Best albums of November
Published: Tuesday, December 3, 2013
Updated: Tuesday, December 3, 2013 18:12
If you managed to keep yourself from prematurely putting Christmas albums on repeat this month, you might have noticed November was littered with album releases to get excited about. American Music Award winner Eminem released his 10th album, The Marshall Mathers LP 2, which featured considerably more shouting than other albums.
Lady Gaga forced pop into a new era with her release of ARTPOP,and The Suburbs offered up the stunning album Si Sauvage. All are more than notable and worthy contenders for the top albums of November, and I recommend you spend some time listening to them. But, if you had to only listen to three of November’s musical offerings, I recommend these:
Jake Bugg – Shangri La
The 19-year-old folk singer struck back after his 2012 chart-topping success. New album Shangri La gives us a tougher sound – think farmers in leather jackets and spiked boots. “All Your Reasons” is arguably the best track on the album. It resonates a grungy, country rock sound that seems nothing but natural when it’s expelled from Bugg’s vocal chords.
It seems to be the sound that Bugg should hold onto with boy hands and run with throughout the album, if only as minor undercurrents in complementary songs. Unfortunately, sometimes the tracks stray a little too far from the album’s musical linear and the focus is lost.
The album, however, cannot be faulted for its animate storytelling ability. “A Song About Love” is one of those tracks that encourages goosebumps to raise on your arms as Bugg’s haunting chorus plays. The lyrics of the tracks are exposing of Bugg’s emotional connection with his music, the places it has led him and a continuing development of sound, character and experience.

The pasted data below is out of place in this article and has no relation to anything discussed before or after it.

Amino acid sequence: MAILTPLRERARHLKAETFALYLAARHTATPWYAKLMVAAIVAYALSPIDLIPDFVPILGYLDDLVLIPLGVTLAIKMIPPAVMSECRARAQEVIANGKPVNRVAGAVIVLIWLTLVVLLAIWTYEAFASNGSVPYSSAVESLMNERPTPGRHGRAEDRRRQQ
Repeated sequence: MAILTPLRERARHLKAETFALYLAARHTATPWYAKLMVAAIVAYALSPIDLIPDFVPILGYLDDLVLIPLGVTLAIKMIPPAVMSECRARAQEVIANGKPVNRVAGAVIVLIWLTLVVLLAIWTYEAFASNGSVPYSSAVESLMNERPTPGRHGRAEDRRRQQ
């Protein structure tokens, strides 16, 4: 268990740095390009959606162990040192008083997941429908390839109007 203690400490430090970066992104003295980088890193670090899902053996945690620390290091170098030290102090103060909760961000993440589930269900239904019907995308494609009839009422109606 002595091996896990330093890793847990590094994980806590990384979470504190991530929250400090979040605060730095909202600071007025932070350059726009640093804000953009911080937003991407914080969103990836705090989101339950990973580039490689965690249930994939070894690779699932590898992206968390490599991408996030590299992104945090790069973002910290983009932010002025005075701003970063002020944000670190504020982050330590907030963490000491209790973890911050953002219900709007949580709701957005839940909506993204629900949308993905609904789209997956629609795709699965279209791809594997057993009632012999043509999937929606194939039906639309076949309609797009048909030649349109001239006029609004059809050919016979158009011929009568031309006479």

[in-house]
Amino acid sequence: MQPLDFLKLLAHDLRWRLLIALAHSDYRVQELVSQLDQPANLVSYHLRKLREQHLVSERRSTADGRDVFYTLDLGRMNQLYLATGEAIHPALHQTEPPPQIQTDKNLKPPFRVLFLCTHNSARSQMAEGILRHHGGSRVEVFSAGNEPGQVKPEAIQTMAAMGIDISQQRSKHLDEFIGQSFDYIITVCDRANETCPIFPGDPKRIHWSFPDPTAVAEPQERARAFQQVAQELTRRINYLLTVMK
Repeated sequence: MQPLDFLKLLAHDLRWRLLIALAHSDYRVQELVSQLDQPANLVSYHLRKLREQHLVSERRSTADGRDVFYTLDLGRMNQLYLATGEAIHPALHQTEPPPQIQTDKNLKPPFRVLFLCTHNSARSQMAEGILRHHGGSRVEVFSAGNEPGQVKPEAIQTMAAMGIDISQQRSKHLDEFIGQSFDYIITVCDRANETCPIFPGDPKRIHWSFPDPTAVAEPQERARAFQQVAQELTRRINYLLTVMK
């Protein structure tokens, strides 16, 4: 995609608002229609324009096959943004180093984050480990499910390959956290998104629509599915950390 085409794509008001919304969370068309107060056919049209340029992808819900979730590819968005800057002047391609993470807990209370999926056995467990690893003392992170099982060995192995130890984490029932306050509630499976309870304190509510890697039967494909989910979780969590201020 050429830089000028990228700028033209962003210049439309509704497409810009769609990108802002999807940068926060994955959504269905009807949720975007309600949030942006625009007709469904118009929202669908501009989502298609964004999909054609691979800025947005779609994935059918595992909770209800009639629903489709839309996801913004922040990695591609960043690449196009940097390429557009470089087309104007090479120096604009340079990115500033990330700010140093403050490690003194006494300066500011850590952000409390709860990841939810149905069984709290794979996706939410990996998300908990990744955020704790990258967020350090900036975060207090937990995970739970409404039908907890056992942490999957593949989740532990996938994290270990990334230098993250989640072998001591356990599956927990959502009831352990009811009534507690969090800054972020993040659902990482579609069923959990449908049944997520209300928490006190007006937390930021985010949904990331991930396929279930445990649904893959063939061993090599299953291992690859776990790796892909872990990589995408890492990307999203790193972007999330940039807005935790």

One Direction – Midnight Memories
This one might seem surprising. After all, One Direction is internationally renowned for its tween fan base and integrated stereotypical pop sound. But the band’s new album release, Midnight Memories,got people excited for reasons beyond Niall’s new haircut and Harry’s new tattoo – it shows an exciting and necessary musical shift for the boys.
Overall, the album falls into the category of pop rock. Heavy drum beats and loud electric guitar riffs are huge focal points, especially in the rockier tracks like “Midnight Memories” and “Little Black Dress.” Not a group to let an album grow boring, One Direction is striking while the iron is hot and showcasing the newfound maturity of band members’ voices with ballads such as “Half A Heart.”
On top of this mature, richer sound, One Direction’s pop influence is not lost – which is vital. The album is still incredibly fun. The upbeat, fast-tempo and chorus focus in tracks like “Strong” and “Better Than Words” showcase the progression of the boys’ music, without straying too far from their norm.
It seems the band has stepped away from the industry’s incessantly reproduced and manufactured pop sound. The boys of One Direction are growing up and, thankfully, so is their music.
Grizzly Bear – Shields: Expanded
Grizzly Bear is a band that relishes the authenticity of background noise. The critically acclaimed 2012 album Shields proved that to us. But now, Shields has been extended with a further eight tracks to complement the original calculated and unpredictable arrangements.
“Everyone I Know,” one of the new demos, is an emotive, guitar-driven track. It’s great and distinctively poignant but disappointingly short-lived as a track.
The song that makes this album stand alone as an album that deserves its “extended” title is the final remix, “Gun-Shy.” It’s a step or two away from Grizzly Bear’s usual impassioned sound and the original recording of the track. But Edward Droste’s vocals that punch in halfway through the remix make it utterly recognizable. The combination of strong vocals, jaunty piano and glittery synths make it something exceptional.
Shields: Expanded shows us what a “special edition” album really should be. It isn’t forced or unoriginal. It’s nostalgic without being a boring remake. It’s refreshing and rightfully unapologetic in its assurance.